5. On a lighter note, Canadians in general are a little more easy going, for one thing we love to laugh at ourselves and we laugh even louder watching our American cousins laugh at us.
After living in the US for so many years when I return home I DO hear that we sound like the McKenzie brothers, we DO have a tendency to apologize for everything even if we aren’t at fault. (I catch myself apologizing at the grocery store all the time when other shoppers bang into my cart when walking on what would be for them, the “wrong” side of the isle.) Americans are generally more outspoken than Canadians. If an American thinks you’re odd, they are more apt to let you know. If a Canadian thinks you’re odd, they’ll say, “Isn’t that….Interesting!” and sit a little further away from you on the bus.
6. Canadian humor is definitely different; I think Americans might call us “weird”. I wonder sometimes if this has something to do with our closer ties to Britain. Canadians are a strange combination of dry and wacky.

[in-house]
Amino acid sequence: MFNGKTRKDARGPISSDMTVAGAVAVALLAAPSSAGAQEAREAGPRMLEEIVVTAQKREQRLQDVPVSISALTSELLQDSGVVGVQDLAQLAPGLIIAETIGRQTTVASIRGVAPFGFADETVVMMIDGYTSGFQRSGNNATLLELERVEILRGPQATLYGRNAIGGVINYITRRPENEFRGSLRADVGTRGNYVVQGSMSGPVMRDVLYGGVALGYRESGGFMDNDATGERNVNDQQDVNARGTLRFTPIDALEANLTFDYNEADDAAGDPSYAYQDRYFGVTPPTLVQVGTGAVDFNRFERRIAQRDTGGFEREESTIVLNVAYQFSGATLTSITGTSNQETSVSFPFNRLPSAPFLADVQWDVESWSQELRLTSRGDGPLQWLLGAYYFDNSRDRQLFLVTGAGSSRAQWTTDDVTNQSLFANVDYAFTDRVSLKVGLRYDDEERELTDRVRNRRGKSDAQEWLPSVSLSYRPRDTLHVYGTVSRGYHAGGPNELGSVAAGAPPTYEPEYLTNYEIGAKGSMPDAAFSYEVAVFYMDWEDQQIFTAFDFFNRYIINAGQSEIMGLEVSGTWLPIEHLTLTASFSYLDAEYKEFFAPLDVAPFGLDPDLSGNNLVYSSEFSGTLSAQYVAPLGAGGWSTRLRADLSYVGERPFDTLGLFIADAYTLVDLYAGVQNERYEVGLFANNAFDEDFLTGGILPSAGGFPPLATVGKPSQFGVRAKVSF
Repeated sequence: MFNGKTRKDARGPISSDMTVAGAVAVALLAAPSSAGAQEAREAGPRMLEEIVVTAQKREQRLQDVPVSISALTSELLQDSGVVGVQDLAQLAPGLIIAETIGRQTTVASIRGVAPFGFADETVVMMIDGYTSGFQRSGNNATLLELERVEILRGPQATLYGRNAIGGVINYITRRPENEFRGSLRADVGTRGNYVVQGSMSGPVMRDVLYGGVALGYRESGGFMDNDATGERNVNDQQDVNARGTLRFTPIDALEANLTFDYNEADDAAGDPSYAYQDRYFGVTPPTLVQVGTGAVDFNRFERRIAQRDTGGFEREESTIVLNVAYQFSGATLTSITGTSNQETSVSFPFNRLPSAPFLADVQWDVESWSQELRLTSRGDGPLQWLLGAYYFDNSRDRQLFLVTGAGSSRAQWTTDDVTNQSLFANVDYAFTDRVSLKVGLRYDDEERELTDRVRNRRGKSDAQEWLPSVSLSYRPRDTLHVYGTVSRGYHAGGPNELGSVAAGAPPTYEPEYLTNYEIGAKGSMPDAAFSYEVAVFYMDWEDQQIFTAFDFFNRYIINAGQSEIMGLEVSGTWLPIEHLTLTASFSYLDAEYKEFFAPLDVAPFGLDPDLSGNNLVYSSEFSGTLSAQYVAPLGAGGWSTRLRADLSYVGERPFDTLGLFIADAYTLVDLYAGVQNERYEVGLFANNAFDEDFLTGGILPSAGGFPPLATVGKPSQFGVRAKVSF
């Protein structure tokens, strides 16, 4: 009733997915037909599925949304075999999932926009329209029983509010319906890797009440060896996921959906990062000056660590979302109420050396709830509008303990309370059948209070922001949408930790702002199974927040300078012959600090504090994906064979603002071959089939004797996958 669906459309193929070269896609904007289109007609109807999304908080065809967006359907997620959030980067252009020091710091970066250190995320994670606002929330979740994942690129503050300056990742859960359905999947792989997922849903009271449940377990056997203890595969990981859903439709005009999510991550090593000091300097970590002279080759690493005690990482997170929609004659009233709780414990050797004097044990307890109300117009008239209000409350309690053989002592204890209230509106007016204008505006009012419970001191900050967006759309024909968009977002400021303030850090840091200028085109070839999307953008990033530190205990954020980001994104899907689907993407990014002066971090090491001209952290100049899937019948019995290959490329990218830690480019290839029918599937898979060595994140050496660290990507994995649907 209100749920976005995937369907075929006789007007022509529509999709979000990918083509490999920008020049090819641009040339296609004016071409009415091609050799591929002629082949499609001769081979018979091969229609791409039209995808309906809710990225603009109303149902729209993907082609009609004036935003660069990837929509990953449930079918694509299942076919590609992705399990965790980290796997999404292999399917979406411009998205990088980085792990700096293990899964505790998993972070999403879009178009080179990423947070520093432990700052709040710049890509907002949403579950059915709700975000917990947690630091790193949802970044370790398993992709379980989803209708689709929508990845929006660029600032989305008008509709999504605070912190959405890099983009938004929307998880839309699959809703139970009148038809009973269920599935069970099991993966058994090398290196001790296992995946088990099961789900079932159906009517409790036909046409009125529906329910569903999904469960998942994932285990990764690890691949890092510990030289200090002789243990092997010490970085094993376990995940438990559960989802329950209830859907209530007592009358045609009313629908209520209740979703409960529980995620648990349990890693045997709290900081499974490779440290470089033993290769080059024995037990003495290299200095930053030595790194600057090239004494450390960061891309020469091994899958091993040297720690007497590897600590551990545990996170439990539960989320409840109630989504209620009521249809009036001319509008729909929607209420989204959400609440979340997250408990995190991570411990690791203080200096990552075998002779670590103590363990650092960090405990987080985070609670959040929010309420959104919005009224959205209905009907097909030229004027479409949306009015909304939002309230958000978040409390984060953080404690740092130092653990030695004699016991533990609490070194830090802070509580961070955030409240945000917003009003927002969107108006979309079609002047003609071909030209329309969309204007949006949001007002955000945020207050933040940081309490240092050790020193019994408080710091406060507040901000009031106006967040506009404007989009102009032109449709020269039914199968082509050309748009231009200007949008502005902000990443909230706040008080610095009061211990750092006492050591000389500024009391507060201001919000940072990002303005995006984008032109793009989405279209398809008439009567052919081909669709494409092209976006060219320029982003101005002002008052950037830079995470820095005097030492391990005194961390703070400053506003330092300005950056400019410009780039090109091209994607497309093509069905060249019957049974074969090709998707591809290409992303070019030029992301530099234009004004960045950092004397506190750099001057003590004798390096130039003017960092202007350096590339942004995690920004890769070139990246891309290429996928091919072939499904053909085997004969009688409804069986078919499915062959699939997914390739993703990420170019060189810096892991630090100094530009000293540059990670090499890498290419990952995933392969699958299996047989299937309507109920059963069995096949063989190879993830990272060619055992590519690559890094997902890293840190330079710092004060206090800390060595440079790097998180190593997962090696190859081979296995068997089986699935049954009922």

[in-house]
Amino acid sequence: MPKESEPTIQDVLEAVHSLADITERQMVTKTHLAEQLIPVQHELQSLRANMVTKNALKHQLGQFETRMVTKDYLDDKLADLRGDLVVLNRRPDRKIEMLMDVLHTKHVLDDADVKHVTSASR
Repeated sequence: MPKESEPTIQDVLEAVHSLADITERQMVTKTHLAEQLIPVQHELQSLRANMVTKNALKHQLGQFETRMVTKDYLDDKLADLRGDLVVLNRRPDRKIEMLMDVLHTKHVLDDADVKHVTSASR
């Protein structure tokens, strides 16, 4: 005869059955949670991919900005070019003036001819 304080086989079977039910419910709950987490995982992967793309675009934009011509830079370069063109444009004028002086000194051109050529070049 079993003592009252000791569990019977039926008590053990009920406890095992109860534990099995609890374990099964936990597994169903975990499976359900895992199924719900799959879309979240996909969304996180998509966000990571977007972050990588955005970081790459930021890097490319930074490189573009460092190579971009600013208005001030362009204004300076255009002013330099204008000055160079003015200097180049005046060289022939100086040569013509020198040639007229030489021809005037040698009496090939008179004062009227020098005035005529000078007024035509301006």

7. Canadians say “eh?” and Americans say “huh?” Personally I’ve never been one to say “eh?” very often, but boy when I visit home I sure hear it a lot! My daughter especially loves to point it out when relatives come to visit. In the south, pretty much everybody says “y’all “ or “all y’all”. I love explaining to my Canadian family and friends that “y’all” is singular and “all y’all” is plural. I have found actually that these terms can be very handy at times, especially at parties or while addressing large groups.
8. This one is a no brainer. Canadians are hockey fans and Americans are football fans.
While Canadians also love football (I remember my parents bundling up in parkas with thermoses of hot coffee to go to a CFL football game,) but our PASSION is hockey. Canadian hockey moms rival American football moms with regard to dedication (5 am hockey practice) however, I have never heard a hockey mom say she was going to keep her son back from starting school an extra year so that he’s bigger for the sport. Twice I had football moms ask me if I was going to hold my son back an extra year from kindergarten so that he’d be bigger for football when he was in high school. . Now THAT’S dedication!